Software engineer Jonty Wareing has made a startling discovery about the non-fungible tokens that have been making headlines recently: these NFTs are more centralized than we once thought. The solution to this problem is to reissue NFTs as fast as possible, before they become forgotten and worthless.
Since the beginning of 2021, NFTs have been blowing up, both in terms of mainstream media coverage and price action. They have achieved over half a billion dollars of trading volume in the past month, and some have been selling for prices in the millions of dollars.
As a result, many companies have popped up and have allowed users to create their own NFTs, such as Cent, Nifty, and Makerspace. These companies allow users to upload their own pictures, attach them to an NFT, then sell them. Though this sounds elegant and like a great way for people to join the NFT movement, it has a couple of flaws.
As pointed out by Wareing, these NFTs are dangerously centralized, and their life is directly tied to the existence of the company that minted it. Instead of the pictures being stored in a decentralized manner, they are instead stored on the website’s storage, meaning that if the website or company shuts down, the NFT image will be gone forever.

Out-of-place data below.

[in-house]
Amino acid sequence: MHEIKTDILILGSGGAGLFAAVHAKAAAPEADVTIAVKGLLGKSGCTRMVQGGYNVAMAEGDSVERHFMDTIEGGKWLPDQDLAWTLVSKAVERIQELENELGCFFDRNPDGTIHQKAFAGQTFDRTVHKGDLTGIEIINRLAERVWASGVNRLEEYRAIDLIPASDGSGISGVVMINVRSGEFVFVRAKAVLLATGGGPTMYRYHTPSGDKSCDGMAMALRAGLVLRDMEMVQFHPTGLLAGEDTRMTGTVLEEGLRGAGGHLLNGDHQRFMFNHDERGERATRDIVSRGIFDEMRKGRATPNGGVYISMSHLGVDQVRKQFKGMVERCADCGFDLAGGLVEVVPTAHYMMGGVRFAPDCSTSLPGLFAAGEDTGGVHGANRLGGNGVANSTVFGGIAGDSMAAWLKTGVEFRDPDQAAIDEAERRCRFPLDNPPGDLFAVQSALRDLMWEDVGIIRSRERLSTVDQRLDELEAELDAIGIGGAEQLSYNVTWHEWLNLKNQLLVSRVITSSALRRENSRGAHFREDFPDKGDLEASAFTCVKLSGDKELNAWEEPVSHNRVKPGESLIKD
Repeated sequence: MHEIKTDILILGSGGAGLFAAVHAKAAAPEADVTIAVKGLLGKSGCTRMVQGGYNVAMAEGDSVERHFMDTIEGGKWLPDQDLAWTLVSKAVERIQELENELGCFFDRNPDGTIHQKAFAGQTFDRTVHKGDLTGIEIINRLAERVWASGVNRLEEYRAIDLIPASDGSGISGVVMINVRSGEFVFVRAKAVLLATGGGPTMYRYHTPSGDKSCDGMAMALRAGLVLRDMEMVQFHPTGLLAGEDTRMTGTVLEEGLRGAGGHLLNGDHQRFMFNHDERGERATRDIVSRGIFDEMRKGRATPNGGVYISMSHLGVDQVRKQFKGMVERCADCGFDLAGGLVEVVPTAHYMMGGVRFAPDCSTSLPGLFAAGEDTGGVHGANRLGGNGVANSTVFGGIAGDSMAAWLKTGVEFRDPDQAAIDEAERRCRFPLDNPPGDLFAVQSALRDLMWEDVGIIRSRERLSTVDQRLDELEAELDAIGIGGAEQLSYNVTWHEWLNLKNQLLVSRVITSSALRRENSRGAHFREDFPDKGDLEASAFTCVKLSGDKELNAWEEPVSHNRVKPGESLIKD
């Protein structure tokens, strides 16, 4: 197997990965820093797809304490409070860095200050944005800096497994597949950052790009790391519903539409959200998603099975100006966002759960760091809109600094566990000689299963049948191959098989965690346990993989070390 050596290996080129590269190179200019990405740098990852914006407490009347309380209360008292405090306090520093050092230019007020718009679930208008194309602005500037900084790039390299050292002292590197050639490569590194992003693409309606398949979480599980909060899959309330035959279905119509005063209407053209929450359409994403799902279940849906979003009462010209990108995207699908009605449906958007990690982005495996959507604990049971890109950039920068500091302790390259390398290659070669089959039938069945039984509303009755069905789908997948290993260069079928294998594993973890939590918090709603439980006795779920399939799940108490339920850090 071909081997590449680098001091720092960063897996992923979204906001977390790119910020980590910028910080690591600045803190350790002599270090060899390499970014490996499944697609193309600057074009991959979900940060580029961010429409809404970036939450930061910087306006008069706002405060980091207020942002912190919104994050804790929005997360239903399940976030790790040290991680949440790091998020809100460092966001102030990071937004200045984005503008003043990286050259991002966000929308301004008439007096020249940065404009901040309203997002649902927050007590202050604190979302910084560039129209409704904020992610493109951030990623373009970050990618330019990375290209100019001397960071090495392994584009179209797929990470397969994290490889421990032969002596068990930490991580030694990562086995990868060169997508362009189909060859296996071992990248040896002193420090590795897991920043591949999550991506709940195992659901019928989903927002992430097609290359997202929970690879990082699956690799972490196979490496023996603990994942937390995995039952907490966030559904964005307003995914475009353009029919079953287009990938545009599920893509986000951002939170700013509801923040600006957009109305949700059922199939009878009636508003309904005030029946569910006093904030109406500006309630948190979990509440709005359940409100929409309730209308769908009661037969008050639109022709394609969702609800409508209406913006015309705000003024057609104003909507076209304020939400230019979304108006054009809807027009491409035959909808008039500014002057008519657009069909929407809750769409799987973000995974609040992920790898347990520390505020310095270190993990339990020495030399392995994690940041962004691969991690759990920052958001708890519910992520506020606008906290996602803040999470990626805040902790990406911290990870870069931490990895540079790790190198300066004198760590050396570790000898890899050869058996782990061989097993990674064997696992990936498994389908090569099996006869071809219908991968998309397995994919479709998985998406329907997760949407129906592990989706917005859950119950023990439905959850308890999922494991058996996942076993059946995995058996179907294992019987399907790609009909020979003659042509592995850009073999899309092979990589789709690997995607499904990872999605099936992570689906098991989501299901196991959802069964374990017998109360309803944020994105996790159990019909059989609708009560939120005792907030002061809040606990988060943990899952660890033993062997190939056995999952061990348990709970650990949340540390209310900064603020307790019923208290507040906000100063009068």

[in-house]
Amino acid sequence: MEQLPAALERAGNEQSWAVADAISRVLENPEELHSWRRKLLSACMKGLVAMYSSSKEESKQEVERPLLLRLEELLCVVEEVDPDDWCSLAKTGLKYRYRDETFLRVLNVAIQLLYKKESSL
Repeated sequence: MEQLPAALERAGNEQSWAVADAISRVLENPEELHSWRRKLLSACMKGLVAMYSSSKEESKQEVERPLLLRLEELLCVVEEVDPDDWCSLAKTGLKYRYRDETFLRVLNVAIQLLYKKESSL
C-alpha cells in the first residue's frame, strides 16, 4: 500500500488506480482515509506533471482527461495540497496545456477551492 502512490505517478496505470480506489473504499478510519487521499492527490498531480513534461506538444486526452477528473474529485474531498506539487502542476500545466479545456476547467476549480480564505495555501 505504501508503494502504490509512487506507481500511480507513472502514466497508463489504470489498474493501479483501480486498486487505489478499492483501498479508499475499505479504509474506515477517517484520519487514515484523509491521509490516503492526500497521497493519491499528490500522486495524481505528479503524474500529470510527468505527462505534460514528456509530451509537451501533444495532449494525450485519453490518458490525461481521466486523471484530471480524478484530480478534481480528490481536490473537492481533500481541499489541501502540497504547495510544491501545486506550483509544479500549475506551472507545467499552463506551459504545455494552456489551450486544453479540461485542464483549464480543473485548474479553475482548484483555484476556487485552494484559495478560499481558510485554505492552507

This has already started to happen. For example, TronDogs, the Crypto Kitties clone based on the Tron blockchain, shut down, and as a result all of their users permanently lost their assets.
The website checkmynft.com allows users to see if their NFT is stored directly on the blockchain or if it is stored in a Google Drive or Amazon account, which means it is destined to be deleted at some point.
Fortunately, all of these NFTs are not destined for failure. The websites that have been using insecure data storage methods can fix their problems before it is too late. For example, they can store the pictures and data directly onto the Ethereum blockchain, or by using a storage blockchain such as Arweave.
Even though Wareing is correct, and the already-issued NFT assets cannot be changed, the new and more robust NFTs could be sent to the owners of the current NFTs, which would solve the problem for the future. And, to prevent there being two NFTs, one that is future-proof and one that could break, the companies could break the old ones as soon as possible by deleting the image from their servers.
This would be incredibly expensive, and cause some controversy over the “originality” of NFT assets, but would ensure that the NFTs, some of which are worth millions of dollars, would not disappear overnight.
With the speed at which NFTs have gained popularity, it was inevitable that some companies would take advantage of the boon and use shortcuts to deliver a cheap product to their customers. Fortunately, this problem has been caught before it is too late, and NFTs still have the chance to achieve their goal of being a decentralized and permanently-available asset.
By Lincoln Murr